116 AUSTRALIAN GENERAL HOSPITAL (AGH)
IN AUSTRALIA DURING WWII

 

The 116 AGH was established at Townsville, Charters Towers and Gungarra, 16 miles from Cairns.

 

VOLUNTARY AID DETACHMENTS IN PEACE AND WAR
By Rupert Goodman
Page 103

116 AGH (Charters Towers)
Another posting well remembered by former members of the AAMWS was to Charters Towers, little known then, even to the Queenslanders. Inland from Townsville it had a much cooler climate and like many Queensland towns, it was noted for its boarding schools in the years of peace. As happened in Toowoomba, a Catholic College and a Church of England school formed the basis of a military hospital, 116 AGH. Col Wilson and Matron Pearce and the nursing staff, including AAMWS, had a difficult task at first in getting equipment and supplies, particularly blankets, when night temperatures dropped, calling for half a dozen blankets, per bed! Charters Towers also had a good air base, so patients were flown in from New Guinea, Australian and allied servicemen alike. Nevertheless, when the one urge of all servicemen and servicewomen was to serve overseas, Charters Towers seemed very much of a backwater. AAMWS and other troops had to rely on rumours as to why a hospital was established in this out of the way place. Capt J.E. Darvall had the difficult task of keeping up the morale of the AAMWS.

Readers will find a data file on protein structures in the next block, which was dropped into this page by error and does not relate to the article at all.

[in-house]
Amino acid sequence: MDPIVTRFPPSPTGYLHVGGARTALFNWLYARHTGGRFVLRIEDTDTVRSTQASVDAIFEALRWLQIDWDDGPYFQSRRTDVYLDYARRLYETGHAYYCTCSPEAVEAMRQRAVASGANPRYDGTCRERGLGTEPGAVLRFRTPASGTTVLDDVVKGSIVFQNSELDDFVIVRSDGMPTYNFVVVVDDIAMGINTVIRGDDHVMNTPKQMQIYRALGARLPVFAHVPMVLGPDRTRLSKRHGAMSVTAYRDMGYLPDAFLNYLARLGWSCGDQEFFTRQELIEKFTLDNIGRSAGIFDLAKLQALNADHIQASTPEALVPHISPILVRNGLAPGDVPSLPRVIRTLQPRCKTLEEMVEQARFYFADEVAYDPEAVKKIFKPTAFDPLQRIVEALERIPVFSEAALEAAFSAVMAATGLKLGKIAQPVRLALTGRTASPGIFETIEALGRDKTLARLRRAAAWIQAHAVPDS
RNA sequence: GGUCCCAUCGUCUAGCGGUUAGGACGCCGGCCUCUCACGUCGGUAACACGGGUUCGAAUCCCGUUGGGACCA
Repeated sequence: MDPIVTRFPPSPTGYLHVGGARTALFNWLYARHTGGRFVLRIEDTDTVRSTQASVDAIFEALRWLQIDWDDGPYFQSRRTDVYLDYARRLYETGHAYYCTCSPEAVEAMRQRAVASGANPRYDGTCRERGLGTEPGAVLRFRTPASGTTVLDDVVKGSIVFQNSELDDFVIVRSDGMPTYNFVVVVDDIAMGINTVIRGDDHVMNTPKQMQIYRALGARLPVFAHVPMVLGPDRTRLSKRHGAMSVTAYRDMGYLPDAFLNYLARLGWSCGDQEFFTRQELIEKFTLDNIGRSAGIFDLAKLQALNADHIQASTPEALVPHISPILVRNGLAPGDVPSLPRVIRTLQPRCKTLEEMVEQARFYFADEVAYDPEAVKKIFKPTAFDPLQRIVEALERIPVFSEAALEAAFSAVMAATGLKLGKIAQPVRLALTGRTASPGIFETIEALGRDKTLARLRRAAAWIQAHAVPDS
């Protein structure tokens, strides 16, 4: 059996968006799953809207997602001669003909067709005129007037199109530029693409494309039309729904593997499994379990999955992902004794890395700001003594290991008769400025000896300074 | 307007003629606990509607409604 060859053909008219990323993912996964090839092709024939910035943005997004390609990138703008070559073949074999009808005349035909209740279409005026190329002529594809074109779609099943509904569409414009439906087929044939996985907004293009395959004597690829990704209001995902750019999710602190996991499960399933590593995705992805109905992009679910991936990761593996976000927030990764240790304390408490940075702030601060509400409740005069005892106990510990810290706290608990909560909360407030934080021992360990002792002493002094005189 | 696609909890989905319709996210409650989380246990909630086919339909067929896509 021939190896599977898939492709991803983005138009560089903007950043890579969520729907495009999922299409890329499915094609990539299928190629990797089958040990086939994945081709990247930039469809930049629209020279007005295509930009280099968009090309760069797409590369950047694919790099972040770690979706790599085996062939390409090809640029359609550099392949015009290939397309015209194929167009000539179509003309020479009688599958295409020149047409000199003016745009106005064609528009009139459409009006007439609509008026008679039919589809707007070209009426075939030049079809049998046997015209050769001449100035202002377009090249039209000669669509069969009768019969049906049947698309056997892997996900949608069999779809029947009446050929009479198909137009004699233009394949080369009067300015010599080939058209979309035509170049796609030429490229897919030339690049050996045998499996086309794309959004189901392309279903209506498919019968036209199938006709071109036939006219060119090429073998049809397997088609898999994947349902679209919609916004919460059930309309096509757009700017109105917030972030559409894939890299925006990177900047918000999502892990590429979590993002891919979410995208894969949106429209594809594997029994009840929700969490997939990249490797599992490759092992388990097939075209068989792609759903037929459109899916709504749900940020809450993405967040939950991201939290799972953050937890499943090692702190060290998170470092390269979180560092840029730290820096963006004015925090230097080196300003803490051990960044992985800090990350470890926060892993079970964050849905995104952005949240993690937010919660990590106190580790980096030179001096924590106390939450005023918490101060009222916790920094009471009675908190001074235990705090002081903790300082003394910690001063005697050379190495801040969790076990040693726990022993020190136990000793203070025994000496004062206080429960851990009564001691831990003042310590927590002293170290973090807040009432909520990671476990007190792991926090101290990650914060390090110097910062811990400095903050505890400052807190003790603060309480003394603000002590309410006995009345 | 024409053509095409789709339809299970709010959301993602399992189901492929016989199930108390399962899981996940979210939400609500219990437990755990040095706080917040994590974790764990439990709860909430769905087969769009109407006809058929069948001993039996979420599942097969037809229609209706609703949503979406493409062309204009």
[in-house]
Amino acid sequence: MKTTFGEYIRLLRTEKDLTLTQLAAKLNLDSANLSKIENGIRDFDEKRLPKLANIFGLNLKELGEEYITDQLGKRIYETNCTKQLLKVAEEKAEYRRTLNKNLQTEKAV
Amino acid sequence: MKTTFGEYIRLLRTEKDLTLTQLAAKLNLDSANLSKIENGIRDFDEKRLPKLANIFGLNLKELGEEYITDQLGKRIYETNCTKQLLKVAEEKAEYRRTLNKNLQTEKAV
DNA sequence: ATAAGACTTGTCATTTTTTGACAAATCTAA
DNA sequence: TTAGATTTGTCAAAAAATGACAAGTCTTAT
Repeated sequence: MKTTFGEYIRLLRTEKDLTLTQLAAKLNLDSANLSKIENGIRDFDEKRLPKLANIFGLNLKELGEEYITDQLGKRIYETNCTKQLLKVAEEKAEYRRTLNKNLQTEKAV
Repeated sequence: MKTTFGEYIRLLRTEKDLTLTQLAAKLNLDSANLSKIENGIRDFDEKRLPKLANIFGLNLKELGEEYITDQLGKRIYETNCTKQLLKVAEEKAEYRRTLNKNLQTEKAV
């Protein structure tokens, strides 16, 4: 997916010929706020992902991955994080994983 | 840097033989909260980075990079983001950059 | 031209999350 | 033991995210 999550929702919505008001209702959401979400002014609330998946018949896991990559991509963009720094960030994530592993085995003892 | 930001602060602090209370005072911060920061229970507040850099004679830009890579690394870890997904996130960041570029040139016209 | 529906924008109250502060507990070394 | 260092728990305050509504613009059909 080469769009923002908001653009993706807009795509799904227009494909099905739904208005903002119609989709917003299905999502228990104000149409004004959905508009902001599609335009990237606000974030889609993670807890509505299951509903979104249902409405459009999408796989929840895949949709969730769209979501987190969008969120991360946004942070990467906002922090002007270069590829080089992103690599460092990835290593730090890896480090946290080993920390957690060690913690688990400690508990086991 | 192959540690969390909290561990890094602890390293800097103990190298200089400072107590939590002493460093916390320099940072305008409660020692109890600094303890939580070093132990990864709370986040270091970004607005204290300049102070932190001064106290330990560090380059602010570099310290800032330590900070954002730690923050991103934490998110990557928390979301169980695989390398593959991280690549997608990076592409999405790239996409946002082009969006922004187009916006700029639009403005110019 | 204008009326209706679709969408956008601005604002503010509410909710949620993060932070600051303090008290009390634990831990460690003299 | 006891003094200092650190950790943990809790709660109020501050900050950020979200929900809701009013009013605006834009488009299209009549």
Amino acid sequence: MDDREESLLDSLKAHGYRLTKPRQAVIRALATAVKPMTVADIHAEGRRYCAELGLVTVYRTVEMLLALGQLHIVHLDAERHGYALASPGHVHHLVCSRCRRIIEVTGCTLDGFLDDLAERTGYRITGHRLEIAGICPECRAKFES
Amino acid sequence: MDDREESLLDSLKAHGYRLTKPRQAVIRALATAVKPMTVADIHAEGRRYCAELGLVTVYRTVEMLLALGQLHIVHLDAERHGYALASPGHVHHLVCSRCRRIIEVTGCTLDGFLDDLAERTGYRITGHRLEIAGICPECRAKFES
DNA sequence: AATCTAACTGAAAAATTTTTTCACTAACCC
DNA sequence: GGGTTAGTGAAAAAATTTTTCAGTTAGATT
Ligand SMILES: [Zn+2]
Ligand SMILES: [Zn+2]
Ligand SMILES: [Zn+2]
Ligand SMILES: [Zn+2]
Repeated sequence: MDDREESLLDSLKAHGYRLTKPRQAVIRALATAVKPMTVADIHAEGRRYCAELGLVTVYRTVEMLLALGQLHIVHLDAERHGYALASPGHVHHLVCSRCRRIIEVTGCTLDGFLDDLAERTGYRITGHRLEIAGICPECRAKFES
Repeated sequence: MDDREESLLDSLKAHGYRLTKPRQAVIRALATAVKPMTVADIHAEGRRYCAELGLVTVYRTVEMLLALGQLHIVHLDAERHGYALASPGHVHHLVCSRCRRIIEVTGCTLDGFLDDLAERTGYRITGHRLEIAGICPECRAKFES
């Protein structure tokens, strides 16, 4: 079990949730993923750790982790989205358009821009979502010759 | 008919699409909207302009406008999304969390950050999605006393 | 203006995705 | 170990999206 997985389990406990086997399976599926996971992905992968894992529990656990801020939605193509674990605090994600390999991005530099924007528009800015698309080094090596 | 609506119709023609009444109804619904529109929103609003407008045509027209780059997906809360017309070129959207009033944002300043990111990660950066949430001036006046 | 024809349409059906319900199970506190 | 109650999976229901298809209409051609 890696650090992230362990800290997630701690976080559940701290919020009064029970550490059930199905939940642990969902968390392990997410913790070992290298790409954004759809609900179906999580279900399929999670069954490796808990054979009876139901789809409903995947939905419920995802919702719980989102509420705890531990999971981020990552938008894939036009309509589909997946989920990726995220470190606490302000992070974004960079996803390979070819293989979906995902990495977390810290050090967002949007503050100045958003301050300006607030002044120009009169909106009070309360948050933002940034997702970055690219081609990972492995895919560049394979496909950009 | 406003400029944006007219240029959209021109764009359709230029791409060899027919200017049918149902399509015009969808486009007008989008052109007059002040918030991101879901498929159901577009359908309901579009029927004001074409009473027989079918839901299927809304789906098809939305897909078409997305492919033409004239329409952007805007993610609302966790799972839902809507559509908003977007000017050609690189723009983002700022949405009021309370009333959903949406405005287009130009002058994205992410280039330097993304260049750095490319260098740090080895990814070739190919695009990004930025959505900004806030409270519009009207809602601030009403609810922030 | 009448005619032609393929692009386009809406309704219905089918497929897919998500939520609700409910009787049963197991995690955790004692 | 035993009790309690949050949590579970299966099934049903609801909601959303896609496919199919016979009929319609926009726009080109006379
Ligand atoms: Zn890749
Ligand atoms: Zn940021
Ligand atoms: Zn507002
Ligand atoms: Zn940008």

Amongst the AAMWS of 2/14 AGH who left Townsville after a Cyclone
for 116 AGH at Charters Towers were L. to R. Dorothy Fredericks,
Meryl McGinn, Mavis Fadden, Lyon Bishop, and Patty Walker.

 

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This page first produced 2 January 1999

This page last updated 14 Jan 2017